A trip to the United States capital would not be complete without visiting the White House and government buildings, touring national monuments and exploring the city’s numerous museums. However, I always try to get a feel for what a city is like beyond its tourist attractions and had to admit that despite multiple visits, I’d never seen much of D.C. Last weekend, after spending a day in Virginia, I set out to discover where locals actually hang out in Washington.
Nope, they’re not hanging out at the White House.
I couldn’t help but think to myself that I was potentially surrounded by CIA operatives at all times while walking around D.C. That homeless man sitting on the bench in Dupont Circle could very well be a spy, and the couple having brunch at the next table just might be undercover agents tailing someone. I’m slightly obsessed with spy movies and books, if you couldn’t tell. If I wasn’t a fashion publicist who writes a travel blog at night, I would definitely be a CIA agent.
Anyway, that really has nothing to do with this post, but I wanted to give you a glimpse of my mindset as I set out to explore Washington D.C. It was a Sunday morning, and on the advice of the Internet I decided to visit Eastern Market, Washington D.C.’s oldest public food market in the historic Capitol Hill neighborhood.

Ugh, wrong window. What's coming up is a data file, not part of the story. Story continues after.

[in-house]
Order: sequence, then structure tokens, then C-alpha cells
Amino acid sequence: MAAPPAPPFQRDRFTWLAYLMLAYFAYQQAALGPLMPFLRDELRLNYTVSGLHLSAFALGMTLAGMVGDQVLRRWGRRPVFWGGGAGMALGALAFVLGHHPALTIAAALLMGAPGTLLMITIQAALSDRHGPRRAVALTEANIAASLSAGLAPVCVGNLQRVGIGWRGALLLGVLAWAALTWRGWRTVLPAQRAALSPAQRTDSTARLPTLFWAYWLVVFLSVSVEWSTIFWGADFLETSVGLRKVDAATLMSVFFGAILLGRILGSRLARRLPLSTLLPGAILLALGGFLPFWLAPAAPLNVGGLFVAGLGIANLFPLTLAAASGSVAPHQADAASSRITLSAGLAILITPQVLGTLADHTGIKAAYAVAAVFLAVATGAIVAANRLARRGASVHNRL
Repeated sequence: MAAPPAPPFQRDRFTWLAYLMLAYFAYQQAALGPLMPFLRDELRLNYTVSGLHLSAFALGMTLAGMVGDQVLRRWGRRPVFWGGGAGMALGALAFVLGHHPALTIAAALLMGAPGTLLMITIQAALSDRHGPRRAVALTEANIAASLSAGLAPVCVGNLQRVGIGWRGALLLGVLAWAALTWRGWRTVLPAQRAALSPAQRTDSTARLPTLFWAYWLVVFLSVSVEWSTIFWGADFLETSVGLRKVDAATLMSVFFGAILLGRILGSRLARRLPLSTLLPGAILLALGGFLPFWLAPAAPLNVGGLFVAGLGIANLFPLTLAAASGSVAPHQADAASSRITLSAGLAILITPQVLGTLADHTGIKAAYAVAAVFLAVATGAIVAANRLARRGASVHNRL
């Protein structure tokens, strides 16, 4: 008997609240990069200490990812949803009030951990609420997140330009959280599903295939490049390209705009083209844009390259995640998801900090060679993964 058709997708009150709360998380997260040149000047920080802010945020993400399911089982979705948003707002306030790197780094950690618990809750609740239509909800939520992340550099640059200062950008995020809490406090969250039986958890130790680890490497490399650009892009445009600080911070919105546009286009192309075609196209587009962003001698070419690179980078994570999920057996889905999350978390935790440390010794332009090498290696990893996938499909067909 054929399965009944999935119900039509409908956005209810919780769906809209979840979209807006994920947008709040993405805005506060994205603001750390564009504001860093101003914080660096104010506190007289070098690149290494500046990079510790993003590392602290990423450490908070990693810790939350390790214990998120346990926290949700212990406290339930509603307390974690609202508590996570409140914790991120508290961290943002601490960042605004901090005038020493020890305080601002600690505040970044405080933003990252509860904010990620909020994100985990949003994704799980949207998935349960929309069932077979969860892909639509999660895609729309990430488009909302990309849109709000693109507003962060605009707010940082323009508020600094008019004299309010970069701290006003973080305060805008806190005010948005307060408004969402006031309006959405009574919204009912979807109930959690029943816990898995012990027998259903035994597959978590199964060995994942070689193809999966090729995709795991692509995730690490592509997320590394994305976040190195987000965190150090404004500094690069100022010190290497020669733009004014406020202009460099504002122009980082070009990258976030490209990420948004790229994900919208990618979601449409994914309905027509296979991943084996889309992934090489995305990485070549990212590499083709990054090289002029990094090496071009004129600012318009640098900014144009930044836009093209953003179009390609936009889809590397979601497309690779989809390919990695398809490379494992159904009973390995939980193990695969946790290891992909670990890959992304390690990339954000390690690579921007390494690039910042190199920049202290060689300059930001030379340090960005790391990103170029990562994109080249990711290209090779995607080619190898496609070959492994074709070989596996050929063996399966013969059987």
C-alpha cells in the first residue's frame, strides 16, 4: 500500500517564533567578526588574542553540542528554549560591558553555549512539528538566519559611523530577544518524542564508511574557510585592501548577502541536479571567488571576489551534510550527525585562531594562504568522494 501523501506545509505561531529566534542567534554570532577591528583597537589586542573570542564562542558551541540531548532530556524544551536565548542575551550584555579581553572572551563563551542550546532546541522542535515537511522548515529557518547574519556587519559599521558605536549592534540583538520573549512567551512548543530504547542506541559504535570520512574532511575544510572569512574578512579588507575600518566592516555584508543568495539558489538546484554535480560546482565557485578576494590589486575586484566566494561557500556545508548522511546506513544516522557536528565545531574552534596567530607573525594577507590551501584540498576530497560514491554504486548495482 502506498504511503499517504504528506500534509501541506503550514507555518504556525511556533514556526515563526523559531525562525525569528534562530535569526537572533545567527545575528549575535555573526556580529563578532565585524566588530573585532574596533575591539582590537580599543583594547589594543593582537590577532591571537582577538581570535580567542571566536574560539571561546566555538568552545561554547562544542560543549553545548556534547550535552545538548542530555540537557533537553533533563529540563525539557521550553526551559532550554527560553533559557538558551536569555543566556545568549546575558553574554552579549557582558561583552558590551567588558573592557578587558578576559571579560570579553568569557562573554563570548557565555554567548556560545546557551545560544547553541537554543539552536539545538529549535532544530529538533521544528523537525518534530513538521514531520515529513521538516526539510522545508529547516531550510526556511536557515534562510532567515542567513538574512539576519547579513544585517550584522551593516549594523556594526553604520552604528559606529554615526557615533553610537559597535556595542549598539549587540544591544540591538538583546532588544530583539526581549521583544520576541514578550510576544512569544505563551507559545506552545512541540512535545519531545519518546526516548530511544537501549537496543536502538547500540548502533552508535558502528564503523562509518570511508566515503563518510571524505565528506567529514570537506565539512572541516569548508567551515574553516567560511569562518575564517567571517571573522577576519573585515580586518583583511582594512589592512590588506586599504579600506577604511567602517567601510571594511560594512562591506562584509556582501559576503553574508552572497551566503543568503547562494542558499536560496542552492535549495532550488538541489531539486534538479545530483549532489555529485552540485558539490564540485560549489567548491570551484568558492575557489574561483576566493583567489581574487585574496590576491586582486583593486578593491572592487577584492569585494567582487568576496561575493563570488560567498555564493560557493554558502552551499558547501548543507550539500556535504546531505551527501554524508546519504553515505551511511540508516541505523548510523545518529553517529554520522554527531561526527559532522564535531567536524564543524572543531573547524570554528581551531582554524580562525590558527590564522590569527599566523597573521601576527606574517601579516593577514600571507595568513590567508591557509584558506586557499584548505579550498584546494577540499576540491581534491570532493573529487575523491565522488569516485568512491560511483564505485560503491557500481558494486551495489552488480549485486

Let’s pause for a minute and discuss just how freaking adorable the streets of Capitol Hill are. We had decided to walk to Eastern Market from Union Station, which is a long walk to begin with, but I practically doubled that time by stopping every minute to photograph houses. The local residents probably thought that I was a secret agent, spying on them and snapping pictures of their homes. But seriously, I could have wandered these streets for hours with my camera in hand. I’d love to live in a house like this someday!
When we finally reached Eastern Market, we made our way into North Hall, a historic building that was lively, crowded and filled with food stands selling everything from cheese and vegetables to crab cakes. There was also a sit-down area at the end, but having just had breakfast I wasn’t hungry quite yet. So I didn’t actually eat anything at the food market, but it was still fun to “window shop.” Don’t forget to look up, the ceiling is the best part of the place!
Sunday turned out to be the perfect time to visit as there is also a year-round flea market happening outside from 10 a.m. to 5 p.m. Strolling around the flea, I came across so many cool knick knacks. It reminded me a lot of the Brooklyn Flea in New York, but with more gift-y useful items versus BK’s emphasis on vintage clothing and furniture.
After perusing the market for about an hour, my travel partner du jour (my sis, Brooke) and I were finally hungry and made a beeline for Belga Cafe, a Belgian brunch spot that we’d heard amazing things about. Good thing we were able to snag a last minute reservation on Open Table, because this place was packed.